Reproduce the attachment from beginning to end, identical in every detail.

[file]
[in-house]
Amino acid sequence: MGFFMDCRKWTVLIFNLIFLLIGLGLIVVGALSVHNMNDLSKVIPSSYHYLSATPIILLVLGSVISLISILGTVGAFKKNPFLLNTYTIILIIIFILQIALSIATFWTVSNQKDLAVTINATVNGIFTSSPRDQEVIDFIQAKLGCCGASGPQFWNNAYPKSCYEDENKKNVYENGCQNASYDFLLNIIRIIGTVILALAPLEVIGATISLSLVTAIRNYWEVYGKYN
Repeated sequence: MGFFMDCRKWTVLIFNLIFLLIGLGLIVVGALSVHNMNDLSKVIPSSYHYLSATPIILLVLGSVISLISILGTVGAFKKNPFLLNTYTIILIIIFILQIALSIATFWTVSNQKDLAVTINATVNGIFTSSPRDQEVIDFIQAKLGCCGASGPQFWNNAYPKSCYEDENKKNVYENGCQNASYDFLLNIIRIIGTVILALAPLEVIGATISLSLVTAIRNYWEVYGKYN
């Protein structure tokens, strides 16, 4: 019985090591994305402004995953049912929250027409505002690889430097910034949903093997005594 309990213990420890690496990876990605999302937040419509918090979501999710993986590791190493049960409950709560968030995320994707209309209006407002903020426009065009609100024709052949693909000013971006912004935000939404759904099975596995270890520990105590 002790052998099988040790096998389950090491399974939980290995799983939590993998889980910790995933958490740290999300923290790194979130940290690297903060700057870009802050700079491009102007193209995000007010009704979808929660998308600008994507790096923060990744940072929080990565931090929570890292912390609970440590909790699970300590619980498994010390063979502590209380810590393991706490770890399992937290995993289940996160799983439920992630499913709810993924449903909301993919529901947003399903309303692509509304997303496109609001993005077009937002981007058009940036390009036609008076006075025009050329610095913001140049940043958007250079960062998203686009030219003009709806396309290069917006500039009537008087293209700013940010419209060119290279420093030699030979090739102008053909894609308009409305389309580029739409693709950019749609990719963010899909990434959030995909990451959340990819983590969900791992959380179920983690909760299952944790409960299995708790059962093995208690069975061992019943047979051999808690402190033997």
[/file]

[in-house]
Amino acid sequence: MGFFMDCRKWTVLIFNLIFLLIGLGLIVVGALSVHNMNDLSKVIPSSYHYLSATPIILLVLGSVISLISILGTVGAFKKNPFLLNTYTIILIIIFILQIALSIATFWTVSNQKDLAVTINATVNGIFTSSPRDQEVIDFIQAKLGCCGASGPQFWNNAYPKSCYEDENKKNVYENGCQNASYDFLLNIIRIIGTVILALAPLEVIGATISLSLVTAIRNYWEVYGKYN
Repeated sequence: MGFFMDCRKWTVLIFNLIFLLIGLGLIVVGALSVHNMNDLSKVIPSSYHYLSATPIILLVLGSVISLISILGTVGAFKKNPFLLNTYTIILIIIFILQIALSIATFWTVSNQKDLAVTINATVNGIFTSSPRDQEVIDFIQAKLGCCGASGPQFWNNAYPKSCYEDENKKNVYENGCQNASYDFLLNIIRIIGTVILALAPLEVIGATISLSLVTAIRNYWEVYGKYN
């Protein structure tokens, strides 16, 4: 019985090591994305402004995953049912929250027409505002690889430097910034949903093997005594 309990213990420890690496990876990605999302937040419509918090979501999710993986590791190493049960409950709560968030995320994707209309209006407002903020426009065009609100024709052949693909000013971006912004935000939404759904099975596995270890520990105590 002790052998099988040790096998389950090491399974939980290995799983939590993998889980910790995933958490740290999300923290790194979130940290690297903060700057870009802050700079491009102007193209995000007010009704979808929660998308600008994507790096923060990744940072929080990565931090929570890292912390609970440590909790699970300590619980498994010390063979502590209380810590393991706490770890399992937290995993289940996160799983439920992630499913709810993924449903909301993919529901947003399903309303692509509304997303496109609001993005077009937002981007058009940036390009036609008076006075025009050329610095913001140049940043958007250079960062998203686009030219003009709806396309290069917006500039009537008087293209700013940010419209060119290279420093030699030979090739102008053909894609308009409305389309580029739409693709950019749609990719963010899909990434959030995909990451959340990819983590969900791992959380179920983690909760299952944790409960299995708790059962093995208690069975061992019943047979051999808690402190033997």